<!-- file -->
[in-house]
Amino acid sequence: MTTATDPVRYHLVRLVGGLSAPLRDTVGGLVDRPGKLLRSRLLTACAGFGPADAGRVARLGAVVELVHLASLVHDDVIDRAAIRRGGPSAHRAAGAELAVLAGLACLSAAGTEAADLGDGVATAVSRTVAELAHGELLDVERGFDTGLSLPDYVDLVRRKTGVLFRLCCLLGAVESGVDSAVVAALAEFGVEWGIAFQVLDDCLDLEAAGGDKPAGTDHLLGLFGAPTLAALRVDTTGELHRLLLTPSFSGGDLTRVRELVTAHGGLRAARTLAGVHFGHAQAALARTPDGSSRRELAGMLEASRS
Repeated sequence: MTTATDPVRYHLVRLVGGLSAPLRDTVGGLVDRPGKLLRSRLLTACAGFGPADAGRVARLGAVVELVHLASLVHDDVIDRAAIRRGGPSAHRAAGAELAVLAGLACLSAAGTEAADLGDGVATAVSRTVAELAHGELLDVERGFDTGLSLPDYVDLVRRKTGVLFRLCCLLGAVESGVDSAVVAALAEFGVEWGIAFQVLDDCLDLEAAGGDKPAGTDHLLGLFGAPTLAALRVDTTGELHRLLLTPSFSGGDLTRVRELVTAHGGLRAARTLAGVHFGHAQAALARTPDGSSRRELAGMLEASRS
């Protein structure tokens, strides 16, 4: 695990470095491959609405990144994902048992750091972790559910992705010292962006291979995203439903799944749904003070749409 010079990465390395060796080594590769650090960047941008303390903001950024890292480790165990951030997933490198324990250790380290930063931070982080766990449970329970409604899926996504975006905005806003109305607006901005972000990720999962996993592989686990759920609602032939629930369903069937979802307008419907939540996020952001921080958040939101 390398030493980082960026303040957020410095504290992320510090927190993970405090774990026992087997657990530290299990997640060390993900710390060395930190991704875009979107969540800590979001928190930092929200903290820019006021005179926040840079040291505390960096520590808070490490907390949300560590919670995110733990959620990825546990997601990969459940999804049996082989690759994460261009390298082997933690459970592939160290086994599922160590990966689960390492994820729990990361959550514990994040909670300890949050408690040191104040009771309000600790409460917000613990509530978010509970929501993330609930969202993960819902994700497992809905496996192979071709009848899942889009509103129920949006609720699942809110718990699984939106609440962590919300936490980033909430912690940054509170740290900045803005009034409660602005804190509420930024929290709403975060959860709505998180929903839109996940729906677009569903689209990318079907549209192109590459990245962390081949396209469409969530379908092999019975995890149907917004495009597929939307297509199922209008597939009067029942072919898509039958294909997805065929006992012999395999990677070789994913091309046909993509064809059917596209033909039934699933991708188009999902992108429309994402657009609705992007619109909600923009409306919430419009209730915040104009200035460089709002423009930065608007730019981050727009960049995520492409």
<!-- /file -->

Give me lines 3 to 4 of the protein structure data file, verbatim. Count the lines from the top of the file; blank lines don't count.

Repeated sequence: MTTATDPVRYHLVRLVGGLSAPLRDTVGGLVDRPGKLLRSRLLTACAGFGPADAGRVARLGAVVELVHLASLVHDDVIDRAAIRRGGPSAHRAAGAELAVLAGLACLSAAGTEAADLGDGVATAVSRTVAELAHGELLDVERGFDTGLSLPDYVDLVRRKTGVLFRLCCLLGAVESGVDSAVVAALAEFGVEWGIAFQVLDDCLDLEAAGGDKPAGTDHLLGLFGAPTLAALRVDTTGELHRLLLTPSFSGGDLTRVRELVTAHGGLRAARTLAGVHFGHAQAALARTPDGSSRRELAGMLEASRS
């Protein structure tokens, strides 16, 4: 695990470095491959609405990144994902048992750091972790559910992705010292962006291979995203439903799944749904003070749409 010079990465390395060796080594590769650090960047941008303390903001950024890292480790165990951030997933490198324990250790380290930063931070982080766990449970329970409604899926996504975006905005806003109305607006901005972000990720999962996993592989686990759920609602032939629930369903069937979802307008419907939540996020952001921080958040939101 390398030493980082960026303040957020410095504290992320510090927190993970405090774990026992087997657990530290299990997640060390993900710390060395930190991704875009979107969540800590979001928190930092929200903290820019006021005179926040840079040291505390960096520590808070490490907390949300560590919670995110733990959620990825546990997601990969459940999804049996082989690759994460261009390298082997933690459970592939160290086994599922160590990966689960390492994820729990990361959550514990994040909670300890949050408690040191104040009771309000600790409460917000613990509530978010509970929501993330609930969202993960819902994700497992809905496996192979071709009848899942889009509103129920949006609720699942809110718990699984939106609440962590919300936490980033909430912690940054509170740290900045803005009034409660602005804190509420930024929290709403975060959860709505998180929903839109996940729906677009569903689209990318079907549209192109590459990245962390081949396209469409969530379908092999019975995890149907917004495009597929939307297509199922209008597939009067029942072919898509039958294909997805065929006992012999395999990677070789994913091309046909993509064809059917596209033909039934699933991708188009999902992108429309994402657009609705992007619109909600923009409306919430419009209730915040104009200035460089709002423009930065608007730019981050727009960049995520492409």